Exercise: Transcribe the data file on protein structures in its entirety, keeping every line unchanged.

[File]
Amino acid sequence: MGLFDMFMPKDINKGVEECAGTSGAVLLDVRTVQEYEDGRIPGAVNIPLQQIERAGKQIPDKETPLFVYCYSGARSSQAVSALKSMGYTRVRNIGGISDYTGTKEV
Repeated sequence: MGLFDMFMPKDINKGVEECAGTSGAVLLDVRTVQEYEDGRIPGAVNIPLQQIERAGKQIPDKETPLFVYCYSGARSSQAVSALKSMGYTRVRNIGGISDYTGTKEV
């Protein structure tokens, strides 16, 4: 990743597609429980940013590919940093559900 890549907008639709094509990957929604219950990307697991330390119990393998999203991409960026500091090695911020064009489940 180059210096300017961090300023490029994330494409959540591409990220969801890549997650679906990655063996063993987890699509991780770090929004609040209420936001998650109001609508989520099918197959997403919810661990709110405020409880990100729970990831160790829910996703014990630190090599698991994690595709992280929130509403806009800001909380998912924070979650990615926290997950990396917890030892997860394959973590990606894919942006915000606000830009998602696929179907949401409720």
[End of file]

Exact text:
Amino acid sequence: MGLFDMFMPKDINKGVEECAGTSGAVLLDVRTVQEYEDGRIPGAVNIPLQQIERAGKQIPDKETPLFVYCYSGARSSQAVSALKSMGYTRVRNIGGISDYTGTKEV
Repeated sequence: MGLFDMFMPKDINKGVEECAGTSGAVLLDVRTVQEYEDGRIPGAVNIPLQQIERAGKQIPDKETPLFVYCYSGARSSQAVSALKSMGYTRVRNIGGISDYTGTKEV
């Protein structure tokens, strides 16, 4: 990743597609429980940013590919940093559900 890549907008639709094509990957929604219950990307697991330390119990393998999203991409960026500091090695911020064009489940 180059210096300017961090300023490029994330494409959540591409990220969801890549997650679906990655063996063993987890699509991780770090929004609040209420936001998650109001609508989520099918197959997403919810661990709110405020409880990100729970990831160790829910996703014990630190090599698991994690595709992280929130509403806009800001909380998912924070979650990615926290997950990396917890030892997860394959973590990606894919942006915000606000830009998602696929179907949401409720």